Dr. Michael Young is the director of the School of Humanitarian Studies, and program head for the Master of Arts in Justice Studies. Since joining Royal Roads in 2008, Dr. Michael Young’s research interest in social and criminal justice has expanded to addictions and mental health and homelessness. Theoretically, he emphasizes phenomenological approaches in research and believes that the solution to vexatious social problems can be achieved only with the involvement of the people experiencing those problems. Young includes community-based solutions in this research and is particularly interested in NIMBYism and societal reaction to policy and program development to address social problems. Young’s research agenda includes both theoretical and applied perspectives. His research on a therapeutic community in Victoria for homeless persons with addictions included the theoretical orientation and program implementation in a community-based setting. Young’s research in the western Canadian Arctic examined the gaps in services for homeless persons and the evaluation of an emergency warming centre developed to serve this small population, many of whom struggle with addictions and mental health problems. Young completed a PhD under Special Arrangements at Simon Fraser University (2006). His dissertation examined the attitudes and experiences of social workers in the U.K. toward euthanasia and assisted suicide. He also holds a Diploma, Bachelor of Arts and Master of Arts in Criminology. His thesis on the history of youth gangs in Vancouver mapped the rise and fall of gang activity from 1900-1980. Young has completed certificates and training related to his current research on homelessness and concurrent disorders.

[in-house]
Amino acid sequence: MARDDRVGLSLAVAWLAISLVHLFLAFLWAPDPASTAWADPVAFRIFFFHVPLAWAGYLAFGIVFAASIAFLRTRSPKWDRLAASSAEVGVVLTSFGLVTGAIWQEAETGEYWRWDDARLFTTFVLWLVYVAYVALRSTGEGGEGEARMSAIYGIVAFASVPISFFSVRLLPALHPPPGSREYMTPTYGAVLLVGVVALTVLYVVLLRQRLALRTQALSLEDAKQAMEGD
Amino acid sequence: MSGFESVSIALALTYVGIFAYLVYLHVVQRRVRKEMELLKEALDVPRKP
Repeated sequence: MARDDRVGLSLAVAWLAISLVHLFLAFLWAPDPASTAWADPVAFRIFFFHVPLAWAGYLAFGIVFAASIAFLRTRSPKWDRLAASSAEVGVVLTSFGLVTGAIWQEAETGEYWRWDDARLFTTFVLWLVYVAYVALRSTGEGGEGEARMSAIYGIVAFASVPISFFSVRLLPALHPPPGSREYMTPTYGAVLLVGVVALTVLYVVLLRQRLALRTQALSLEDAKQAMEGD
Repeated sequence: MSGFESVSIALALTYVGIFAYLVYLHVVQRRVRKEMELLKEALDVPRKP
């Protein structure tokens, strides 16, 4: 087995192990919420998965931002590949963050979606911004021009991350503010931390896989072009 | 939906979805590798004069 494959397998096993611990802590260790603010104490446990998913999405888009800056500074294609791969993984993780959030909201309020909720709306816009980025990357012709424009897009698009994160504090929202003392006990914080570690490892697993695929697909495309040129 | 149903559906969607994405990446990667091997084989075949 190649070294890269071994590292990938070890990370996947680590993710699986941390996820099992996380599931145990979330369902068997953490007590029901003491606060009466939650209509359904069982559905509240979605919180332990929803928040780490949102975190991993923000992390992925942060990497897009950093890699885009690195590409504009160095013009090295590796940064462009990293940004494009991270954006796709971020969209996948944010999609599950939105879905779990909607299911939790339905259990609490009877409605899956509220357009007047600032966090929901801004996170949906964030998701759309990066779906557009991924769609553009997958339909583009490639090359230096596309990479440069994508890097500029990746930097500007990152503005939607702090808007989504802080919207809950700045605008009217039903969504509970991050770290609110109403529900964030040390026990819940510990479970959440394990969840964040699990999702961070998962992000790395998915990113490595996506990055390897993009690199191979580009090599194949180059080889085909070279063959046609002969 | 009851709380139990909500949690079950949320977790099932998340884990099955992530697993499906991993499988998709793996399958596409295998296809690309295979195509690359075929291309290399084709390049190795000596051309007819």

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Harm reduction through housing first: an assessment of the Emergency Warming Centre in Inuvik, Canada (Harm Reduction Journal, 2017)Background: This research examines the effectiveness of an Emergency Warming Centre (EWC) in Inuvik, Canada, at reducing rates of morbidity and mortality for homeless persons with concurrent disorders (mental health ...